Tuesday, February 10, 2015

Behind the Marriage Message

A month ago, as I started thinking about this past message on marriage, a few things were on my mind. 
Reverends Frame
at the marriage retreat

#1—PCC’s annual marriage retreat was a week before the message.  We didn’t want to duplicate material from the retreat in this message.  And, as a pastor who was helping teach at the retreat (which ended up being a lot of fun, but was crazy intimidating), I was freaking out about how I would come up with enough material.  So, I started reading.  I read books for the marriage retreat sessions.  And I kept reading, looking for other material that might help with a message.  I stopped reading one book halfway through; it was like a never-ending blog post, and I wasn’t connecting with the author. 

Then I found this book.  I referenced it in my message Sunday.  It’s short, accessible, and written by a man, which was refreshing after the rambling female voice in the never-ending blog post book (Yes, I’m aware of the irony that I am a female who writes with a female voice in blog post form.).  It’s one of those short books that references lots of other books, articles, and studies; I found the “Notes” in the back very helpful.  This book doesn’t lay out secrets to a successful marriage, or a recipe for relating to the opposite gender.  Thank goodness!  I’m so tired of those books.  If you’re like me and looking for a fresh approach to marriage, then check it out.  This is the guy who talked about 5 years of marriage behind like kindergarten, which gave me the idea to extrapolate out the Terrible Two's and Tantrum Three's of marriage.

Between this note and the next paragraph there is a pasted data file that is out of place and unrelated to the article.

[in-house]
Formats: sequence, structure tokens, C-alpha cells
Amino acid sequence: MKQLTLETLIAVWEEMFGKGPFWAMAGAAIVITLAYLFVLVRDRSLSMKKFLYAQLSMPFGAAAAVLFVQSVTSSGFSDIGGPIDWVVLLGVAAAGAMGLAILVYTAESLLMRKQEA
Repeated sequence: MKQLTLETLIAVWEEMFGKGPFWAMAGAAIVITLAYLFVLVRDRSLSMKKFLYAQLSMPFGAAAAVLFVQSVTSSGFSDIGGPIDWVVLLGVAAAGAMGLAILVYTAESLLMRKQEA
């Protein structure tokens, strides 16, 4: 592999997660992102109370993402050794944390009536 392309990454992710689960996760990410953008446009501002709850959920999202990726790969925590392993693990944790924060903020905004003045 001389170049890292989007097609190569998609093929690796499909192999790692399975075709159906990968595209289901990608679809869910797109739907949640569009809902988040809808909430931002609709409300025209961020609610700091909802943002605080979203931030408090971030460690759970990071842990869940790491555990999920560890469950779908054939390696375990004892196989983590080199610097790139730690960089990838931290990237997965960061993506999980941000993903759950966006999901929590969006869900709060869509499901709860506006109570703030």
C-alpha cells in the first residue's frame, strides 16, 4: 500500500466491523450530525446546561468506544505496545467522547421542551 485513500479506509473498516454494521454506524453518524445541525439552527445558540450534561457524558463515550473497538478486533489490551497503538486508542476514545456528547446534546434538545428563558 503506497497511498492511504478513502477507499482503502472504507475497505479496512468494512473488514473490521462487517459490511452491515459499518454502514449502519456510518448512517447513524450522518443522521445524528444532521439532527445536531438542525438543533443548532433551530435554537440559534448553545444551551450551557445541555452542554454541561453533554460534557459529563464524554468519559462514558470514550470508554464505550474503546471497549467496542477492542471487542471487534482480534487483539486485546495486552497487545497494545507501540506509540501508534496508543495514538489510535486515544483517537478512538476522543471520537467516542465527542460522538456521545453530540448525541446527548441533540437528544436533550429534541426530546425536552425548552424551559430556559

#2—Not everyone is married.  Shocker, I know.  I consulted with two young, single people, one male and one female, about what I could discuss related to marriage that could help them.  They both said expectations.  Coming from a generation with a less-than-positive perspective about marriage, they wanted help forming realistic, God-honoring expectations of marriage.  They wanted a chance to start forming expectations now, before they’re married.  So, that’s what I set out to do.  While I didn’t explicitly address the unmarried population in my message, and I should have, I did consider them; actually, I let them inform the direction I would take. 

The direction I took with Scripture, well, that was all mine.  Maybe I’ll do another blog post about that...

1 comment:

  1. Your message is one that will stick. Thank you for taking the time to guide us well. God is delighted.